Two administrators are employed to manage the grant programs, although they also have other duties. The school subscribes to the Federal Register so that these administrators can keep abreast of the latest funding opportunities. They pursue new grants continuously, although they realize that only one out of about four or five may be funded. For the 1992-93 school year, for example, Maryetta submitted a proposal for a Title V parent involvement program for preschoolers in which books, computers, and other resources were to be loaned out to the parents. Since the request for proposals stipulated that the parents had to pay for services received, the parents were to "pay" with their volunteer time. Unfortunately, the proposal was not funded. Also for lack of funding, pre-school was discontinued for three-year-olds, although it is still maintained for four-year-olds.

When a proposal is not funded, staff seek feedback to understand why, and they keep the proposal on file in case it becomes useful in the future. A year after the proposal for the parent involvement program was denied as a Title V grant, staff revised it and submitted it again, not to Title V but rather to Title VII. This time Maryetta won the grant, and the program commenced in the 1993-94 school year.

In addition to various federal grants, Maryetta has also obtained grants from the state, a local university, a nonprofit corporation, and the Cherokee Nation. One competitive grant from the state supports a program called Oklahoma Parents as Teachers. OPAT is designed to maximize children's overall development during the first three years of life by helping parents be more effective in their role as the children's first teachers. First funded in the 1993-94 school year and continued thereafter on a year-by-year basis, OPAT offers workshops for parents at school while on-site child care is provided. The program coordinator also conducts home visits to provide individualized assistance to parents with children 0-3 years old. Another program first funded in the 1993-94 school year was Great Expectations, which is based on an approach used successfully with inner-city youth in Chicago by educator Dr. Marva Collins. Although the teaching techniques in this program are traditional, with much repetition and memorization, classroom protocol and recitations put unusual emphasis on treating children with respect, fostering high self-esteem, and instilling a sense of personal choice and responsibility for the direction their lives will take. Maryetta is one of several schools in the area that participate in this program, which is supported by a private foundation but administered by a nearby university.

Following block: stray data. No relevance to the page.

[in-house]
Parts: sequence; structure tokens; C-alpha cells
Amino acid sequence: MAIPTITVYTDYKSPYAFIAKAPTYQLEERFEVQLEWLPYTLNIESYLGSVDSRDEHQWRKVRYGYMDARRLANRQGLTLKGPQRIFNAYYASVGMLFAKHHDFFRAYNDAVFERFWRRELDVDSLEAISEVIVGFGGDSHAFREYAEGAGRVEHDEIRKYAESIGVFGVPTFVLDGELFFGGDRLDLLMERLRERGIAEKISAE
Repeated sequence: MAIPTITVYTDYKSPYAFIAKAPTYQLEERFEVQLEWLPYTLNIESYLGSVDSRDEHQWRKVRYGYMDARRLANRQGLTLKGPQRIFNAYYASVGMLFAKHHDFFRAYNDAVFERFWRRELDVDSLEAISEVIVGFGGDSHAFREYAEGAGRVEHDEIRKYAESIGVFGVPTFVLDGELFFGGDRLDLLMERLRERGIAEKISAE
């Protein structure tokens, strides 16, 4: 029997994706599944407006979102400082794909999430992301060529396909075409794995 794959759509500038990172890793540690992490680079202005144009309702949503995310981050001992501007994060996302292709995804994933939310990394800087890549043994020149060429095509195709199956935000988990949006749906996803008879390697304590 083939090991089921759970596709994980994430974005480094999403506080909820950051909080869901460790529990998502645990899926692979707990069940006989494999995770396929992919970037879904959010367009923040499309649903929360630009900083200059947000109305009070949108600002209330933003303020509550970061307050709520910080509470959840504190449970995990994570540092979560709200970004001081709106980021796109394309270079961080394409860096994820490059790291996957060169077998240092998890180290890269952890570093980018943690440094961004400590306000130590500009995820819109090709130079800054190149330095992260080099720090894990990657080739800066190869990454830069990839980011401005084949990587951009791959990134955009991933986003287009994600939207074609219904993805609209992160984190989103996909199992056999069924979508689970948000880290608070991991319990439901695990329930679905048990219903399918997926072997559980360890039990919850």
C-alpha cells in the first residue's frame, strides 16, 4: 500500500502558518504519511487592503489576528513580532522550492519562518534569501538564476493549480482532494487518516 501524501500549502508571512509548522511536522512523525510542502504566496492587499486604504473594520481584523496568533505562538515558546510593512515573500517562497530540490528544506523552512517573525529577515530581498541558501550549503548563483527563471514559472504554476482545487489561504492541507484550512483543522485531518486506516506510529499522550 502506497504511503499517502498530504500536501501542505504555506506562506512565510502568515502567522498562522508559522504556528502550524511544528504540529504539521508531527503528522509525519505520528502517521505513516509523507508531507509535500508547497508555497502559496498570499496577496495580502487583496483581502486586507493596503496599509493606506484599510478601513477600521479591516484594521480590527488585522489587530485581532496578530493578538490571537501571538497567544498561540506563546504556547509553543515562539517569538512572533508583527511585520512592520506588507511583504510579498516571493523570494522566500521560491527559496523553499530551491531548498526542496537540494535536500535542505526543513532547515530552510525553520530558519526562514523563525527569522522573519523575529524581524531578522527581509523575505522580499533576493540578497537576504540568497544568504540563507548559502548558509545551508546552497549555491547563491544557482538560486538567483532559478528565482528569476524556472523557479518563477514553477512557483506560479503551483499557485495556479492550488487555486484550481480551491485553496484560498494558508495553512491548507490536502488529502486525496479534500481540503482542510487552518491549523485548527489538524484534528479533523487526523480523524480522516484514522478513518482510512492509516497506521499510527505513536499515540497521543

Staff are so proficient at obtaining grants that the proportion of the school's general fund that comes from federal sources is 20 percent, compared to 4 percent for a similar district and a statewide average of just 7 percent (Oklahoma Office of Accountability, December 1994). As a result, the school has numerous programs and facilities that it could not otherwise afford. Means is proud of the fact that he has never proposed a bond package, which might impose a hardship on this poor community. The only bond issue ever voted for Maryetta was for $15,000 in 1957; it was paid off in 1967, a year before Means took over as superintendent.